541 Lincoln Road,
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Architects: Thomas White Lamb
Styles: Art Deco
News About This Theater
Designed by famed theater architect Thomas W. Lamb in association with Robert E. Collins, who designed the nearby Cameo Theatre, now a nightclub, the Lincoln opened in 1936. A jewel of Art Deco architecture, with its sleek, curving shapes and intricate stylized floral reliefs on its coral-pink facade and elegantly appointed interior, the Lincoln was host to many Miami movie premieres in its long history as a movie house, but finally closed in the early 80s.
After sitting vacant for several years, the building was leased in 1988 by the New World Symphony, which was founded a year earlier by Michael Tilson Thomas. The organization was created to further develop gifted musicians for positions on orchestras all around the world.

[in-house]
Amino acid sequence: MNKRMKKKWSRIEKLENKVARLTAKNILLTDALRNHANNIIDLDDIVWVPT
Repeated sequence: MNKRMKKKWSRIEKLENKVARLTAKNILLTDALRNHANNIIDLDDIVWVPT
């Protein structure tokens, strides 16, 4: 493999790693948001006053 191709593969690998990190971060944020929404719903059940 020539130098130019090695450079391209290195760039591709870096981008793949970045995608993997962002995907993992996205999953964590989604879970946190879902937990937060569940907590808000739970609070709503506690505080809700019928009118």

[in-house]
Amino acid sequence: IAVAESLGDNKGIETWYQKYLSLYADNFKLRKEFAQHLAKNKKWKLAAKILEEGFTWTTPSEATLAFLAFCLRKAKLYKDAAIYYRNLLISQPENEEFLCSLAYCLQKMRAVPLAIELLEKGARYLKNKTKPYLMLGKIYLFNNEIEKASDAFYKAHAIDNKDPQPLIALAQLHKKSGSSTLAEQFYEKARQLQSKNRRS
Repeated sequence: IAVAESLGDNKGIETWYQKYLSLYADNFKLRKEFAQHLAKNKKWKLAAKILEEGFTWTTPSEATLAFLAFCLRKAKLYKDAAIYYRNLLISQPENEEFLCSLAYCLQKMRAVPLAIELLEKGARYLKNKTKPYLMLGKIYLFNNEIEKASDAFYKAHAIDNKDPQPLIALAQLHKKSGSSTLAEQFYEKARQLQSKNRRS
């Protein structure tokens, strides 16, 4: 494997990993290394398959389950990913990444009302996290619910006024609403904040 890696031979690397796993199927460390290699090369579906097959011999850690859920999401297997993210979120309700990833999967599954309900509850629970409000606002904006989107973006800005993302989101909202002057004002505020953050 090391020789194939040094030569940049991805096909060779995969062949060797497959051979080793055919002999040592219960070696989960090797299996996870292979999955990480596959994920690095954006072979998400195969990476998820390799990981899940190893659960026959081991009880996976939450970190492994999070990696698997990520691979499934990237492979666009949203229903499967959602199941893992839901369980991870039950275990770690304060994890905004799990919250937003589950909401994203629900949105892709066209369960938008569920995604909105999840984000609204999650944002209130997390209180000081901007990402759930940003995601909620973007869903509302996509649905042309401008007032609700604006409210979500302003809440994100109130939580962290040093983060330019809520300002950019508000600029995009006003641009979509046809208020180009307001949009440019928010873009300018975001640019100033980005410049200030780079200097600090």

In 1990, the NWS purchased the Lincoln outright and began a nearly million-dollar renovation and restoration project.
Though the exterior was restored to its original appearance, including its elaborate marquees and graceful facade, the interior was completely gutted and rebuilt. Now seating 713 in spacious, comfortable chairs, the auditorium contains a stage with over 2000 square feet of space, clear sightlines and near-perfect acoustics.
Practice rooms and administrative offices take up the second, third and fourth floors of the building. Host to classical concerts, including ensemble and chamber programs, the Lincoln is one of the best venues in South Florida to hear classical music, as well as the occasional dance or world music performance, in a comfortable, modern and at the same time, historic location.
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